J and I got back to Tucson and started looking for a new place to live. My friend Lyndall let us camp out in her spare bedroom until we found a place, which was a huge help. We ended up finding a cute little house south of Downtown that had been split into a duplex. The front yard is classic Tucson – neat and totally bare dirt – so I asked our landlord if we could plant a garden out front. He said yes. It’s now a lush jungle of tomatoes, greens and sunflowers. Read More
From Hopkins Lake to Manning Park. The end of the trail.
It’s morning, we’re 6 miles from the monument, and I’m stoked! Any questions about my ability to make it – all the way – to the very end – are finally gone. I’ve got this. All six of us camped here get up and hang out in the beautiful morning by the lake. My resentment of the dude-bros arrival last night has evaporated, and I spend the morning enthusiastically discussing gear and the trail and just generally dude-bro-ing it up myself. (We all have a little dude-bro in us.) J, like always, just rolls his eyes as I get into the nitty-gritty of tarp camping with Snake Charmer. I don’t care that we’re basically done. I really do just like to talk about gear.
From below Tamarack Peak to Hopkins Lake
It was cold last night – it’s chilly this morning, with the sharp bite of fall that has been with us for the last few weeks. I crawl out of the tarp to get some water from the frigid stream nearby, and emerge into an incandescent morning. I’m so full of happiness I might just burst open.
Seahawk and Bumblebee took off at first light. They are meeting a friend of Bee’s on the other side of the border, and want to get to the monument by early tomorrow. I hope we see them there, but I doubt it. For ourselves, we pack up leisurely, Dirtnap, Biscuit, and me. This is the last whole day on the PCT.
From Glacier Pass to below Tamarack Peak
I peak outside the tarp – nothing but gray fog. Any excuse to turn over and go back to sleep… but J is soon shaking me awake. The fog is just a tease, burning off quickly, and behind it there is blue sky. Blue skies! Here it is, October in the North Cascades, and we have blue skies. We eat our candy bars and instant coffee and follow it up with a side of switchbacks. Mountains for breakfast today!
From Highway 20 to Glacier Peak
I don’t know what it was about our funny, little, tucked-away campsite, but something was magical. Here, in earshot of the highway, I slept like an angel. I’m ready to do this hiking business today.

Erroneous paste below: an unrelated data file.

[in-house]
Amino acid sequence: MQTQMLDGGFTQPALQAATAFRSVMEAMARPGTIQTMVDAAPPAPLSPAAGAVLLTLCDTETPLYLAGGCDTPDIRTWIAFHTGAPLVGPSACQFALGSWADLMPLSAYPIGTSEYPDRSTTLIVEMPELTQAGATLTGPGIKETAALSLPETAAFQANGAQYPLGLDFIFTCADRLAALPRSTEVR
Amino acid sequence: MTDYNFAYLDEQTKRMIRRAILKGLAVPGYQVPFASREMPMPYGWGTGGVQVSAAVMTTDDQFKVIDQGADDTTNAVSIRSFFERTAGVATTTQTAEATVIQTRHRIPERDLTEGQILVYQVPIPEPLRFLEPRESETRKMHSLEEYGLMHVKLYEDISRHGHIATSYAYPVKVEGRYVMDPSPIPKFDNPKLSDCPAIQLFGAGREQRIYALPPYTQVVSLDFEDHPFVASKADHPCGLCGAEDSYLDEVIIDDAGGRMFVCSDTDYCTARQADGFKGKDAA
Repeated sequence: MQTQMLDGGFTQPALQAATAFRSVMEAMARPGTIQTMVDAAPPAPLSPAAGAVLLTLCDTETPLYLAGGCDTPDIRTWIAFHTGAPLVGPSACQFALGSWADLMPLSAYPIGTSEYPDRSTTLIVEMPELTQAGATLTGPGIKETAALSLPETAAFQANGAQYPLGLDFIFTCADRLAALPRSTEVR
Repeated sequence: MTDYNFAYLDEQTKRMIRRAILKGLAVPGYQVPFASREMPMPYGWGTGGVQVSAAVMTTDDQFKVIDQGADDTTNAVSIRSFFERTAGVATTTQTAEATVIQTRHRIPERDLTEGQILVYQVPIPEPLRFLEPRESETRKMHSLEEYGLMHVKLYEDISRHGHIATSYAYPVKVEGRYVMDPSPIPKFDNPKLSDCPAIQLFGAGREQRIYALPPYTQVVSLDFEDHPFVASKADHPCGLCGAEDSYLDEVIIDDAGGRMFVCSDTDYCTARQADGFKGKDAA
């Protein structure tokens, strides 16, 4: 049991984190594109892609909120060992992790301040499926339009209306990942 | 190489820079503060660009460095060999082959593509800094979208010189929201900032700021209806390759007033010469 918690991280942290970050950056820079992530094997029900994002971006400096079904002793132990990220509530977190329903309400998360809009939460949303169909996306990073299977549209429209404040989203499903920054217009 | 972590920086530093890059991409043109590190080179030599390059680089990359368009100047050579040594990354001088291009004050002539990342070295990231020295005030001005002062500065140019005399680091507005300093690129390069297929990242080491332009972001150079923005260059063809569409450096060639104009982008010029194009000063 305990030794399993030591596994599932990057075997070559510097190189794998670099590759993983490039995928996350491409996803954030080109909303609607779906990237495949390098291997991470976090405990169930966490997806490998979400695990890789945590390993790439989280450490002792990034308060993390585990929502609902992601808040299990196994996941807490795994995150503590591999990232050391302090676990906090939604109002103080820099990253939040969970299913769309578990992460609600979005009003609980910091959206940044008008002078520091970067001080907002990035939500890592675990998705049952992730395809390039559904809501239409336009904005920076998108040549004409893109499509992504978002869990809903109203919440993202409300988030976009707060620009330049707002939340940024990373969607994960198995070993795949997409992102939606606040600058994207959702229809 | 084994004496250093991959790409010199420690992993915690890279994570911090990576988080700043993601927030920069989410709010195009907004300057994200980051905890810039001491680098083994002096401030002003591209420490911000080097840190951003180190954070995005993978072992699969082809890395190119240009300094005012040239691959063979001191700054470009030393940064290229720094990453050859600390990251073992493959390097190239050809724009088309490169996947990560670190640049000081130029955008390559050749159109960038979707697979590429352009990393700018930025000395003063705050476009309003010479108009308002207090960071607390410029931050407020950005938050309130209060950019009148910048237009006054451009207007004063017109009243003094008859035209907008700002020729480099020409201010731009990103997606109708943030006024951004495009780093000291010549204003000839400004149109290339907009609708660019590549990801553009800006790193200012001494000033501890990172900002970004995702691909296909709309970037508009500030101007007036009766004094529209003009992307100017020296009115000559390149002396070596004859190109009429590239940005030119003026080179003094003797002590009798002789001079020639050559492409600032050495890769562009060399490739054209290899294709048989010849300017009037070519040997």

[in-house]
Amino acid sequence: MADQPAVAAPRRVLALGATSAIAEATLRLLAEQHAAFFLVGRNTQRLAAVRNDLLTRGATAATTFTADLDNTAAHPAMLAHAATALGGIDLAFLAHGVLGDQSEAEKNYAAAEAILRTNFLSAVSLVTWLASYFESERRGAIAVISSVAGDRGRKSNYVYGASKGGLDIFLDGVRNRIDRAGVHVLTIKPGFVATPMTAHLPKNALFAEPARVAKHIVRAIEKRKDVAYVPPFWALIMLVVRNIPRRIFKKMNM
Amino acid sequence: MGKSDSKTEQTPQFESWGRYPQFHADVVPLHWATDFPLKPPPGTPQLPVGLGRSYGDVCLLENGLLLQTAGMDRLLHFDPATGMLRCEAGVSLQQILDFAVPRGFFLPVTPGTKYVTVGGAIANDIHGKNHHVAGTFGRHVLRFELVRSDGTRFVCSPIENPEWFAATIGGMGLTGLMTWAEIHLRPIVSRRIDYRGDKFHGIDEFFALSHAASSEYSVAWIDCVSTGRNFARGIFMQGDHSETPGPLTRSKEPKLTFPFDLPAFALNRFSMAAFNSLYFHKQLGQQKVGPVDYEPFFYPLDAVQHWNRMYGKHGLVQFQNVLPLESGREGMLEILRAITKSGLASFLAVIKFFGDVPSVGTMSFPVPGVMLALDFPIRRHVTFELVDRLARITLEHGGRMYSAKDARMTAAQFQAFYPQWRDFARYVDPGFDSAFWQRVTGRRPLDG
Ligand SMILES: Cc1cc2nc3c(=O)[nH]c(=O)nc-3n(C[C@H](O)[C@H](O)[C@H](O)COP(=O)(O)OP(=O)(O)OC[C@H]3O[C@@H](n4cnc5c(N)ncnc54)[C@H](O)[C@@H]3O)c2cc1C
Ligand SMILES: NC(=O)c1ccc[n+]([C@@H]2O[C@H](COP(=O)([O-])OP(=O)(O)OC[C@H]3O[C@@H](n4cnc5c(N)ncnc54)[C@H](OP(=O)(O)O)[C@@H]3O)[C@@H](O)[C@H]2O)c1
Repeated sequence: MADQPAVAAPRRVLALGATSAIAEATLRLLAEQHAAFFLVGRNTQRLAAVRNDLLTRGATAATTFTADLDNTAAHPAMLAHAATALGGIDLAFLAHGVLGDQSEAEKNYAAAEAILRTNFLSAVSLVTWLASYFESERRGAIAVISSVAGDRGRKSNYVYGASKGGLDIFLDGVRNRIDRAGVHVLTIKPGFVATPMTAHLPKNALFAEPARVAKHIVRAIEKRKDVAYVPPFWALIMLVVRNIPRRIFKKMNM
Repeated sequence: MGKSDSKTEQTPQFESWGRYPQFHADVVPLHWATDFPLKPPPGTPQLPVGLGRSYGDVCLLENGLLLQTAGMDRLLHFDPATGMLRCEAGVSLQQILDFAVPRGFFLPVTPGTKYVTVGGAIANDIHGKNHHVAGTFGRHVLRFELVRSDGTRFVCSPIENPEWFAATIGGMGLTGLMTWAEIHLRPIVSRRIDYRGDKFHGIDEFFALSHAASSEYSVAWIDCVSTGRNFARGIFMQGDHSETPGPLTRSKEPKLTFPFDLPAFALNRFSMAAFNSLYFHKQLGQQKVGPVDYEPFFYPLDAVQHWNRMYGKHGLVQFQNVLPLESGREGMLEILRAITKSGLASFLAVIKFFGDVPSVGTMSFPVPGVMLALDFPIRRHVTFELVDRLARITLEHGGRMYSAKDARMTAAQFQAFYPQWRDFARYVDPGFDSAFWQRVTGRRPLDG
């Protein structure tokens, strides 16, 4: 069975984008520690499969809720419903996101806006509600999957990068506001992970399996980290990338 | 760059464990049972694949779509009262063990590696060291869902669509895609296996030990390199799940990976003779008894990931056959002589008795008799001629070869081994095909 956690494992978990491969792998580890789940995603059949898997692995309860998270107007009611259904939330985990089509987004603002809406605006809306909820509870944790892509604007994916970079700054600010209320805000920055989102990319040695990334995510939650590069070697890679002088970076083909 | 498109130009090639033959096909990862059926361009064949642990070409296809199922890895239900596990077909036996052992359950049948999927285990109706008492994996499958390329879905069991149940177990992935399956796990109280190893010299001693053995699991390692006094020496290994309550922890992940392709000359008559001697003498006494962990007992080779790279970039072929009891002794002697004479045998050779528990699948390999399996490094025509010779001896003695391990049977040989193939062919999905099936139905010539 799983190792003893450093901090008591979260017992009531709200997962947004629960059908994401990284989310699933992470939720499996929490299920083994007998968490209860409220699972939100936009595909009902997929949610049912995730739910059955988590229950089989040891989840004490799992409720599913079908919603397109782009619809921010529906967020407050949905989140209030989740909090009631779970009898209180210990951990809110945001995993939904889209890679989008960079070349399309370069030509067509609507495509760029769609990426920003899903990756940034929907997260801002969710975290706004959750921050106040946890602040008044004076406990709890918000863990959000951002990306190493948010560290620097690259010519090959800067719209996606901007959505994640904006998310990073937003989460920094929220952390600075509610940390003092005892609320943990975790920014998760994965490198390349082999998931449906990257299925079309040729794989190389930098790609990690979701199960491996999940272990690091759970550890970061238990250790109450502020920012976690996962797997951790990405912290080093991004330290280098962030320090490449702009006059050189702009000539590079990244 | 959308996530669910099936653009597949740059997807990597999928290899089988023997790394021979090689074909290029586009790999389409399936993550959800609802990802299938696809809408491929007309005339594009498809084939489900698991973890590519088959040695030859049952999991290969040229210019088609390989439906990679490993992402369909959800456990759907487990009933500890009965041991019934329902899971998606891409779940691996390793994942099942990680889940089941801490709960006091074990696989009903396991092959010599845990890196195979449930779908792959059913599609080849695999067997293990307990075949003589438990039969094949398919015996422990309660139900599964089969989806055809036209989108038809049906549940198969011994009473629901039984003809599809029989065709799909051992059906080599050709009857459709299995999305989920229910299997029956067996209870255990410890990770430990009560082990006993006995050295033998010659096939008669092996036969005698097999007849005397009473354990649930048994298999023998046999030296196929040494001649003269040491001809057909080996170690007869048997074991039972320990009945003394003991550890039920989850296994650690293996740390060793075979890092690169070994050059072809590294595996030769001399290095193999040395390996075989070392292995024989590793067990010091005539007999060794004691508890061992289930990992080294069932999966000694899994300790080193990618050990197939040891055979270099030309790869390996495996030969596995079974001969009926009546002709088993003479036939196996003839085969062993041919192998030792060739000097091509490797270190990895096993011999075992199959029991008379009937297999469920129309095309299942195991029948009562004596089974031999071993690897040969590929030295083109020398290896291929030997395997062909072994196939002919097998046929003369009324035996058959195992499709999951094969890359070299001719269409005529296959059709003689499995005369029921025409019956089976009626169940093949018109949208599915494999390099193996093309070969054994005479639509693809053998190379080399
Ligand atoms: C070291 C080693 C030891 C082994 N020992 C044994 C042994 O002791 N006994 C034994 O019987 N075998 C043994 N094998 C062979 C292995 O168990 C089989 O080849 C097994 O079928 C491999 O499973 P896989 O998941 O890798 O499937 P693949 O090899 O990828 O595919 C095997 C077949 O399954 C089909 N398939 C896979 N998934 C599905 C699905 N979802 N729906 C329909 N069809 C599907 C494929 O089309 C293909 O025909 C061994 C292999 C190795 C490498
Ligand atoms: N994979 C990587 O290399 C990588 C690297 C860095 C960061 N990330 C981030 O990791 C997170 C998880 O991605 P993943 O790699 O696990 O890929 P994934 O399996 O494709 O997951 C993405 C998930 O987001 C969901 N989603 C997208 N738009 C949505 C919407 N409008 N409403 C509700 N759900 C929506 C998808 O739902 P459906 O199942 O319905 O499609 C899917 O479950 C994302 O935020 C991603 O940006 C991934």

J cuts the sticky bun in half and we share it – the last of our baked goods from the Stehekin Bakery. When we’re ready to go I call out, “Switch?”
“Yeah?” answers Switch from her nylon cocoon.
“How are you feeling this morning?”
“Uh, not good…”
From Stehekin to Highway 20
Well, I’m still tired, but I guess I may as well see this thing through to the end. Partly cloudy today, cool, with an iffy weather forecast. Could go either way.
Switch and Biscuit stayed in Stehekin yesterday as well, and we all take the shuttle back to the trailhead together. We load up on pastries at the quick bakery stop. Yeah, I know they cost an arm and a leg. Don’t care. Money was invented for the buying of blueberry scones.
I am unbelievably exhausted.
The majority of the other hikers here are heading out today, last push to the border. The weather report for the next week could go either way, but it is absolutely perfect today. I watch the perfect blue sky wheel across the mountains and the lake from inside the little hotel. J goes out to explore or do whatever, I do the laundry and call my mother from the payphone. (A payphone! When was the last time I used one of these??) Then I sit on a couch and read a book from the shelf in the lounge – some YA novel about kids with cancer – from start to finish. I don’t love it that much but I cry anyway.
From Hemlock Camp to Stehekin
I wake up not to sun, but to the possibility of it. I was hoping to wake up feeling magically cured, not like a wrung out dish-rag, but dish-rag is still better than yesterday. J once again lures me out of my sleeping bag with steaming hot tea, and I take my titanium mug over to where Switch and Biscuit are camping, and we discuss our various (ineffective) strategies for keeping mice out of our tents and sleeping bags. “I put out wrappers with just a few crumbs on them,” Biscuit explains. “As a decoy.”
From Miners’ Creek to Hemlock Camp
I knew that when I woke up this morning I would still feel terrible, knew it in my skin chills and deep down in the body aches – but a girl can hope. J coaxes me out of my purple and teal nylon cocoon with some hot tea. “Maybe we can just stay here today,” I suggest, although I know that even if I’m not eating any, we don’t have enough food to do that.
“No rush, but you know, why don’t we give it a try?” J counters, mindful of our flat-looking food bags. I get up, but only to pee.
I crawl out into the spitting rain and look back at our campsite: “Holy s—!!!!” I yell. “We need to go! Get out of the tarp! Get out of the tarp!”
From Mica Lake to Miners’ Creek
The blue beaten steel of mica lake last night is transformed – just for a moment – into a bowl of molten gold. The weather forecast had said rain for today, but instead it is this golden morning. V, Thinkfast, and Goosebumps came in to Mica Lake a little bit after us last night, and it’s a companionable morning. The light shines across the deep valley and through Thinkfast and Goosebump’s tent, making the little gray envelope of silnylon look like the castle of a queen. We share the coffee and the view. I think this might be as good as it ever gets, and I don’t even like mornings.